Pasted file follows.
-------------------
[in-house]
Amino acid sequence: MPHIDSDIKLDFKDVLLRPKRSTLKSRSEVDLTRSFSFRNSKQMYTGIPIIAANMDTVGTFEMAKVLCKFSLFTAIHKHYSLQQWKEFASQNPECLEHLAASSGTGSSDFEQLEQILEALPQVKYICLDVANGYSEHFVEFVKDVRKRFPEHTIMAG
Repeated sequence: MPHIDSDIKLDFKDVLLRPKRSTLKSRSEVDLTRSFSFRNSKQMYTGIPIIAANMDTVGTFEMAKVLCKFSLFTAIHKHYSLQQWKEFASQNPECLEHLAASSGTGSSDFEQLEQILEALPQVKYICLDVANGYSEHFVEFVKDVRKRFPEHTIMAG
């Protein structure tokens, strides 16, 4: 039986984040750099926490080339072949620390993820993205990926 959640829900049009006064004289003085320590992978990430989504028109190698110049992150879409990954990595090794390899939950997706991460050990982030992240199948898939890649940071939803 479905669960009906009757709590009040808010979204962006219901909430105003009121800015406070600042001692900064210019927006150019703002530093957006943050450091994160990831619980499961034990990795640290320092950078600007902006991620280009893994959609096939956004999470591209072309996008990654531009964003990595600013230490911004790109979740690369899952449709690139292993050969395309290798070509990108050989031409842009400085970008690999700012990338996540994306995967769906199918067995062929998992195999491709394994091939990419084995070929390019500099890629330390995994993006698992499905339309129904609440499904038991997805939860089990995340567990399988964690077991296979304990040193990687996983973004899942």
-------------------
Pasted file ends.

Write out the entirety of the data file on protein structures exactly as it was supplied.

[in-house]
Amino acid sequence: MPHIDSDIKLDFKDVLLRPKRSTLKSRSEVDLTRSFSFRNSKQMYTGIPIIAANMDTVGTFEMAKVLCKFSLFTAIHKHYSLQQWKEFASQNPECLEHLAASSGTGSSDFEQLEQILEALPQVKYICLDVANGYSEHFVEFVKDVRKRFPEHTIMAG
Repeated sequence: MPHIDSDIKLDFKDVLLRPKRSTLKSRSEVDLTRSFSFRNSKQMYTGIPIIAANMDTVGTFEMAKVLCKFSLFTAIHKHYSLQQWKEFASQNPECLEHLAASSGTGSSDFEQLEQILEALPQVKYICLDVANGYSEHFVEFVKDVRKRFPEHTIMAG
């Protein structure tokens, strides 16, 4: 039986984040750099926490080339072949620390993820993205990926 959640829900049009006064004289003085320590992978990430989504028109190698110049992150879409990954990595090794390899939950997706991460050990982030992240199948898939890649940071939803 479905669960009906009757709590009040808010979204962006219901909430105003009121800015406070600042001692900064210019927006150019703002530093957006943050450091994160990831619980499961034990990795640290320092950078600007902006991620280009893994959609096939956004999470591209072309996008990654531009964003990595600013230490911004790109979740690369899952449709690139292993050969395309290798070509990108050989031409842009400085970008690999700012990338996540994306995967769906199918067995062929998992195999491709394994091939990419084995070929390019500099890629330390995994993006698992499905339309129904609440499904038991997805939860089990995340567990399988964690077991296979304990040193990687996983973004899942």